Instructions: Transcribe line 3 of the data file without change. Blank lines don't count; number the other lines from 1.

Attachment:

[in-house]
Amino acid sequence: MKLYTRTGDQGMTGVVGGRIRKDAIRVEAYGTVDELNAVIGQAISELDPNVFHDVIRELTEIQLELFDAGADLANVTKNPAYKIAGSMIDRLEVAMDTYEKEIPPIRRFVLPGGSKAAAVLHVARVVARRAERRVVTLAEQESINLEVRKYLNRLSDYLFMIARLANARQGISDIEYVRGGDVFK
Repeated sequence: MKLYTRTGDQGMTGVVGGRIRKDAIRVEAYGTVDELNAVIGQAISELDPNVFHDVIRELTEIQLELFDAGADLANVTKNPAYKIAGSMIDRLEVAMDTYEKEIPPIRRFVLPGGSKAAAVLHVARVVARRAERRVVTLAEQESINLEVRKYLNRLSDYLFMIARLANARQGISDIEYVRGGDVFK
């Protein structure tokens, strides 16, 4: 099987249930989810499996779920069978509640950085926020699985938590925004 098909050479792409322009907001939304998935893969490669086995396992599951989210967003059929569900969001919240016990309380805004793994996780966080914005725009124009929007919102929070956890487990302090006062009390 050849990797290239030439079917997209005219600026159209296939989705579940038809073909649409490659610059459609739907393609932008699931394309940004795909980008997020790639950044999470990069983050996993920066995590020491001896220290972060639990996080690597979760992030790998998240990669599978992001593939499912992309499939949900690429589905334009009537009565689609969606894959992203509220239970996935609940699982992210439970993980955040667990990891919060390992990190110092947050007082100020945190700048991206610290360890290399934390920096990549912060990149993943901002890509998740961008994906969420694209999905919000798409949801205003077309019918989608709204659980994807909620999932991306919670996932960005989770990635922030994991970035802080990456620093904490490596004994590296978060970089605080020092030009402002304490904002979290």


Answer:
Repeated sequence: MKLYTRTGDQGMTGVVGGRIRKDAIRVEAYGTVDELNAVIGQAISELDPNVFHDVIRELTEIQLELFDAGADLANVTKNPAYKIAGSMIDRLEVAMDTYEKEIPPIRRFVLPGGSKAAAVLHVARVVARRAERRVVTLAEQESINLEVRKYLNRLSDYLFMIARLANARQGISDIEYVRGGDVFK